June 5, 2000
News Release 00-073
Inv. No. 332-345
ITC REPORTS STRONG TRADE PERFORMANCE BY U.S. SERVICE INDUSTRIES
DESPITE SLOWER EXPORT GROWTH
The U.S. service sector, which accounted for 77 percent of U.S. gross domestic product in
1997 and 79 percent of the U.S. private-sector workforce in 1998, continues to exert a strong
positive effect on overall U.S. trade performance, reports the U.S. International Trade
Commission (ITC) in its publication Recent Trends in U.S. Services Trade, 2000 Annual
The report presents a statistical overview of U.S. trade in services and provides industry-specific analyses focused on trends in exports, imports, and trade balances during 1997-98, the
most recent period for which annual services trade data are available. This year's report
concludes with an examination of recent efforts to renew services trade negotiations under the
auspices of the World Trade Organization (WTO) and some of the U.S. objectives of these
The ITC, an independent, nonpartisan, factfinding federal agency, publishes this report as a
companion to its separate annual report, Shifts in U.S. Merchandise Trade, issued annually in
Following are highlights of the report:
- U.S. cross-border trade in services generated an $83 billion surplus in 1998, offsetting
33 percent of the U.S. merchandise trade deficit of $247 billion. In 1998, U.S. cross-border exports of services grew by 2 percent, slower than the average annual growth
rate of 9 percent recorded during 1989-97. In comparison, imports increased by 8
percent in 1998, almost identical to the average annual rate registered during 1989-97.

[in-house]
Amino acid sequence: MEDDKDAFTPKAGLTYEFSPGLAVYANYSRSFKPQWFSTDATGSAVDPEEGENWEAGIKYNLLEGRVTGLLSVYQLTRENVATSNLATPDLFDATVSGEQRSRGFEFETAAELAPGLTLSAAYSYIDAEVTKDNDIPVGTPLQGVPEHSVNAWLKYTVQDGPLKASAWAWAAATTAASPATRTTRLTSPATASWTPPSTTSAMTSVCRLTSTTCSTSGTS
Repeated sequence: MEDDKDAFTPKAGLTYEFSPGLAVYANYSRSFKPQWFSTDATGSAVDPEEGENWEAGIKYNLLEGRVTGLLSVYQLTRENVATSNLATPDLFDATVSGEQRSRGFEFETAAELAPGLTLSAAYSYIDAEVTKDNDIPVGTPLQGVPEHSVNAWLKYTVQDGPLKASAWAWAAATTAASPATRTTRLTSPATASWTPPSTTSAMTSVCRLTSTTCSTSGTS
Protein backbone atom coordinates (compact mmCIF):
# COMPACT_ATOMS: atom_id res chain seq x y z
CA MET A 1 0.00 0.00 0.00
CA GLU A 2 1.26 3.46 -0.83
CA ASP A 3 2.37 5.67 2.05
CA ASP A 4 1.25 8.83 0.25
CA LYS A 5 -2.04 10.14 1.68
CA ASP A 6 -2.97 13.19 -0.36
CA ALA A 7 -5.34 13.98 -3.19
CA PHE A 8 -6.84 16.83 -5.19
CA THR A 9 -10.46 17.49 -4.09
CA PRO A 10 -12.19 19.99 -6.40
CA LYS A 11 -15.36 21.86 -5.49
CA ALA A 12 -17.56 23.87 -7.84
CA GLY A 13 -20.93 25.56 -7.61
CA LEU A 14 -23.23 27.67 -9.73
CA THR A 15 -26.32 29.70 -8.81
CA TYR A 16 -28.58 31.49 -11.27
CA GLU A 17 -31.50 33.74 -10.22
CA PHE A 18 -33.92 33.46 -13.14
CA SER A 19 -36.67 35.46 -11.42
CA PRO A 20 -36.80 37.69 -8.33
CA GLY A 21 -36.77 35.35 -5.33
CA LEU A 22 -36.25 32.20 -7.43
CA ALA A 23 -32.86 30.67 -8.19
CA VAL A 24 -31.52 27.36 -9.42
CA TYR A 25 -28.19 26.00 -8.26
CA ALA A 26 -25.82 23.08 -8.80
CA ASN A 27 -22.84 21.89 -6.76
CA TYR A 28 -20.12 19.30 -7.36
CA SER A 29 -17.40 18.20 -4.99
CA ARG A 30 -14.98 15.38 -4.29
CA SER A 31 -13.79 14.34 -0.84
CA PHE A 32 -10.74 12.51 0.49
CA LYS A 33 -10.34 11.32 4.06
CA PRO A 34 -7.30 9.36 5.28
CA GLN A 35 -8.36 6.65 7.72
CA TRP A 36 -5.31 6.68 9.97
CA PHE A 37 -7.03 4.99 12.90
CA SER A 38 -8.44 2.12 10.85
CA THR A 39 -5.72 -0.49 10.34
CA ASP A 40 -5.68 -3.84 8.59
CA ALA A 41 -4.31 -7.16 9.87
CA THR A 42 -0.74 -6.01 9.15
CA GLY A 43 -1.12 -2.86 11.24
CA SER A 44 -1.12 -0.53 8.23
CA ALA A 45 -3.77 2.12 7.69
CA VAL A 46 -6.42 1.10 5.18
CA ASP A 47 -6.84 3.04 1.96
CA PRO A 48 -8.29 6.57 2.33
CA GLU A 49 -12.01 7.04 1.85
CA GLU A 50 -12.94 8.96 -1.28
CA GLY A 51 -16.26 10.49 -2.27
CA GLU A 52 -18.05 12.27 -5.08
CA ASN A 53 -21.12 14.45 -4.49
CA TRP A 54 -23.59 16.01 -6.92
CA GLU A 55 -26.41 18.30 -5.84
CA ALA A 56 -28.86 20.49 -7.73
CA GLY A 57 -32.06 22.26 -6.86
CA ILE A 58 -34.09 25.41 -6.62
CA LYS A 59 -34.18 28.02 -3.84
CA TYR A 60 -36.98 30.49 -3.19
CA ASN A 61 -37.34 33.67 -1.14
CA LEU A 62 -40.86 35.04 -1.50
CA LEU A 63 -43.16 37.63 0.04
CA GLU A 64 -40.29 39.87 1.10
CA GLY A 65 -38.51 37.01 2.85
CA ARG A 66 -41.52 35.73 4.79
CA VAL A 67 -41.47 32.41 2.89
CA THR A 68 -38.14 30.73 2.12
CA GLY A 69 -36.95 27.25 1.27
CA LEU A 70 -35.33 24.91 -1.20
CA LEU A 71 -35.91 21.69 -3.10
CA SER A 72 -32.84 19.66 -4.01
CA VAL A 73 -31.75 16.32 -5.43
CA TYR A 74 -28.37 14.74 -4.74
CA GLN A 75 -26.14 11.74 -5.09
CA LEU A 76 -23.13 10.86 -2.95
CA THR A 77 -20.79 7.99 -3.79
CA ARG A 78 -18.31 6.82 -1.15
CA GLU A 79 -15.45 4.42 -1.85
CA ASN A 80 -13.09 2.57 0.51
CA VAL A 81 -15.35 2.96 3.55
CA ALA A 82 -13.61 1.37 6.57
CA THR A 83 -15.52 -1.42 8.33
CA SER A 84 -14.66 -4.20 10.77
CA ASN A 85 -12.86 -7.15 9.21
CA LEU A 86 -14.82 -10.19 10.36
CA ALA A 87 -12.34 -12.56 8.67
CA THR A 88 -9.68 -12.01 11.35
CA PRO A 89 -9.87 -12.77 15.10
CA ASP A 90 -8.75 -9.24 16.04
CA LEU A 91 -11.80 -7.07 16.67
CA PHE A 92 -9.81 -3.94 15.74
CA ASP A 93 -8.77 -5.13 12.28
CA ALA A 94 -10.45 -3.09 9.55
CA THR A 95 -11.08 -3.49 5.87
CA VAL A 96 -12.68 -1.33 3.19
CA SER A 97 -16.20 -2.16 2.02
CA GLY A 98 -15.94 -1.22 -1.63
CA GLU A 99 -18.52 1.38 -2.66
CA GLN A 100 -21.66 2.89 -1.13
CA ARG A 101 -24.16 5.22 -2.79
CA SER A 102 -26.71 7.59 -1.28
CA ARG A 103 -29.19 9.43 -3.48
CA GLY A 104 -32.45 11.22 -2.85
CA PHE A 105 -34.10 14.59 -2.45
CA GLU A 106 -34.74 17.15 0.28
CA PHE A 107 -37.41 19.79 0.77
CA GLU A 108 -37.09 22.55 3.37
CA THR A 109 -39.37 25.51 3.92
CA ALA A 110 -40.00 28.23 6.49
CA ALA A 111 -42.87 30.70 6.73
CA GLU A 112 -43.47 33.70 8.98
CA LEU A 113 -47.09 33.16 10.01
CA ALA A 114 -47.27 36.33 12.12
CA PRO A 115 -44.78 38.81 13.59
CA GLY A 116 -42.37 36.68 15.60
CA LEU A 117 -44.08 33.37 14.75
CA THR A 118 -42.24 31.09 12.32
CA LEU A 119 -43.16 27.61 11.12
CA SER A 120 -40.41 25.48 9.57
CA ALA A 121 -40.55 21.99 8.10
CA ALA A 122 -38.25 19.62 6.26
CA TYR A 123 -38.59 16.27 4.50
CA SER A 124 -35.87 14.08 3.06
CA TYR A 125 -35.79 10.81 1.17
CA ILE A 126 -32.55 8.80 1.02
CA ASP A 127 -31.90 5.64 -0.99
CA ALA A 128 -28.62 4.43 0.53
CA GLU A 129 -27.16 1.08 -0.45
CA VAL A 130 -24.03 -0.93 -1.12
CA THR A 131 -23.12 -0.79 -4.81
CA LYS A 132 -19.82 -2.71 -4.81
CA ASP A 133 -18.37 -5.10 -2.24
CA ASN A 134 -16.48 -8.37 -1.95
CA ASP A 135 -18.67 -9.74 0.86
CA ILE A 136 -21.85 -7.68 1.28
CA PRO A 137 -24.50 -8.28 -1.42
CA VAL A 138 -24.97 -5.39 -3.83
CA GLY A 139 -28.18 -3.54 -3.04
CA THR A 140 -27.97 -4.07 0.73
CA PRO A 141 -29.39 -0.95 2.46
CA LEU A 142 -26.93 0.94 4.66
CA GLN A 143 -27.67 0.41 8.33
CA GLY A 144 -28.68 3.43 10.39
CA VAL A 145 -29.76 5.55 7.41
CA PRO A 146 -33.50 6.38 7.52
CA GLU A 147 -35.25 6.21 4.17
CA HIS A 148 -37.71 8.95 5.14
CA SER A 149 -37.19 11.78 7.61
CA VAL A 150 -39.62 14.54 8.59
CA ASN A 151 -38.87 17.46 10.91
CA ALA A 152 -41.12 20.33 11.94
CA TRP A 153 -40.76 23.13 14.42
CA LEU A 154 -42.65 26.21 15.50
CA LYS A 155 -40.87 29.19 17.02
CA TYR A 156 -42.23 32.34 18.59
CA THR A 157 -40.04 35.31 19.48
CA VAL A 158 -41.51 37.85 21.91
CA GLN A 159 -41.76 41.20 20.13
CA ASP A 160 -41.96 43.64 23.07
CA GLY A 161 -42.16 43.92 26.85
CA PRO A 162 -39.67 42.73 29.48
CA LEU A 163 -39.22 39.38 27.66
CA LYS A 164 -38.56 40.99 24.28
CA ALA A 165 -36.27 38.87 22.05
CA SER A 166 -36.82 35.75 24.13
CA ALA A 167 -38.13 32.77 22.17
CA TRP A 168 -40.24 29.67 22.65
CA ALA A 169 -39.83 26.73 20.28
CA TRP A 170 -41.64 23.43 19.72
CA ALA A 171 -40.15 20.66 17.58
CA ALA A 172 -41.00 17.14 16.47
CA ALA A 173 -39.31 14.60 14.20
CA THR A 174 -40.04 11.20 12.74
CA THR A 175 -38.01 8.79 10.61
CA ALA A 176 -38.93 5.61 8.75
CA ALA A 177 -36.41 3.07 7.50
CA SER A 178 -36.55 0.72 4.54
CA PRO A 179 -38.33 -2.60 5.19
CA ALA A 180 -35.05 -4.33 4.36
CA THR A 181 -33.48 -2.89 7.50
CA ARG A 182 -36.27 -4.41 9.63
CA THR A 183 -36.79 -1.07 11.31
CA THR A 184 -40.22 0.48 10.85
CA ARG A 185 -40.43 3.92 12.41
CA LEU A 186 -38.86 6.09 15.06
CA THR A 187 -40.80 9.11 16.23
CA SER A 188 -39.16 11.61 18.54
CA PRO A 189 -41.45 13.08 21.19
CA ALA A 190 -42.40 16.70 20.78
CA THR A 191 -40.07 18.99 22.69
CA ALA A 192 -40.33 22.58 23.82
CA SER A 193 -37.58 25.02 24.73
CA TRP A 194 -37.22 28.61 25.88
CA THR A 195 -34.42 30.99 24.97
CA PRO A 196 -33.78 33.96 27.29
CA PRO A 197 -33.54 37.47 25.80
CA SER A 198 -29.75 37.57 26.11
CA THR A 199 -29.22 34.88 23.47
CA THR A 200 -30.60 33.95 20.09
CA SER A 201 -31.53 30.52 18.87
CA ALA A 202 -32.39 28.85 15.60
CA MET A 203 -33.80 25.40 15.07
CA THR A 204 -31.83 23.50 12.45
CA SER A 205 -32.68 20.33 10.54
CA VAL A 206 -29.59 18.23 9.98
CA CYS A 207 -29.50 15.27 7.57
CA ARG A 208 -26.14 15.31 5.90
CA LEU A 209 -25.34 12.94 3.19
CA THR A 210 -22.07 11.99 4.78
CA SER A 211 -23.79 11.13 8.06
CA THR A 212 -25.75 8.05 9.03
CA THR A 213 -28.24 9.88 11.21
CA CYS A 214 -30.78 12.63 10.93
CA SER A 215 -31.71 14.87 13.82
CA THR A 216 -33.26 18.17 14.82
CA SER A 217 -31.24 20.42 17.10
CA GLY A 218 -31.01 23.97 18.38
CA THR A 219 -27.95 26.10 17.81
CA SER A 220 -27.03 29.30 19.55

- Most service industries involved in cross-border trade recorded surpluses in 1998,
notable exceptions being insurance, telecommunications, and maritime and air
transportation (excluding passenger fares). Trade surpluses were largest in intellectual
property-related services, travel and tourism, and banking and securities.
- In 1997, U.S.-owned affiliates' sales of services in foreign markets rose by 16 percent,
faster than the 13 percent average annual growth rate posted during 1988-96. Insurance
and public utilities services (e.g., electricity services) led among these sales.
- In January 2000, negotiations on trade in services recommenced under the auspices of
the WTO. These negotiations will build upon the General Agreement on Trade in
Services (GATS), the first multilateral and legally enforceable agreement covering trade
and investment in services, which entered into force in 1995. Some of the objectives
of the current round of talks include improvements to the basic framework of the
agreement, stronger commitments to liberal trade principals by WTO members, and
broader coverage of service industries.
The foregoing information is from the ITC report Recent Trends in U.S. Services Trade, 2000
Annual Report (Investigation No. 332-345, USITC publication 3306, May 2000). The report
will be posted in the Publications and Reports area of the ITC Internet site at www.usitc.gov.
A printed copy may be requested by calling 202-205-1809 or by writing the Office of the
Secretary, U.S. International Trade Commission, 500 E Street SW, Washington, DC 20436.
Requests may also be made by fax to 202-205-2104.
ITC general factfinding investigations, such as this one, cover matters related to tariffs or trade.
The investigations are generally conducted at the request of the U.S. Trade Representative, the
Senate Committee on Finance, or the House Committee on Ways and Means; the ITC may also
self-initiate investigations. The resulting reports convey the Commission's objective findings and
independent analyses on the subjects investigated. The Commission makes no recommendations
on policy or other matters in its general factfinding reports. Upon completion of each
investigation, the ITC submits its findings and analyses to the requester. General factfinding
investigation reports are subsequently released to the public, unless they are classified by the
requester for national security reasons.
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